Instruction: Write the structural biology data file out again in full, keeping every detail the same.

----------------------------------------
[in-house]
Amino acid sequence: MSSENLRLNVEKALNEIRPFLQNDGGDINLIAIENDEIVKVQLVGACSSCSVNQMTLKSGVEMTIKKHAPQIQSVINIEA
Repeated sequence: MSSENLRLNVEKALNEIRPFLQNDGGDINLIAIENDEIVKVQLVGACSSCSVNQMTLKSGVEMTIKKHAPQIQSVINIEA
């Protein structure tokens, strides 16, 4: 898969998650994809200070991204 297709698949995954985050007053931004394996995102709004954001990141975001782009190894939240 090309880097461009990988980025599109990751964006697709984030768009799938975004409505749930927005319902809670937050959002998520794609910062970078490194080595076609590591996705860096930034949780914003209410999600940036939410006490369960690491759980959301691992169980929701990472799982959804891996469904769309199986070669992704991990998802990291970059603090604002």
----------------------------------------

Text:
[in-house]
Amino acid sequence: MSSENLRLNVEKALNEIRPFLQNDGGDINLIAIENDEIVKVQLVGACSSCSVNQMTLKSGVEMTIKKHAPQIQSVINIEA
Repeated sequence: MSSENLRLNVEKALNEIRPFLQNDGGDINLIAIENDEIVKVQLVGACSSCSVNQMTLKSGVEMTIKKHAPQIQSVINIEA
């Protein structure tokens, strides 16, 4: 898969998650994809200070991204 297709698949995954985050007053931004394996995102709004954001990141975001782009190894939240 090309880097461009990988980025599109990751964006697709984030768009799938975004409505749930927005319902809670937050959002998520794609910062970078490194080595076609590591996705860096930034949780914003209410999600940036939410006490369960690491759980959301691992169980929701990472799982959804891996469904769309199986070669992704991990998802990291970059603090604002």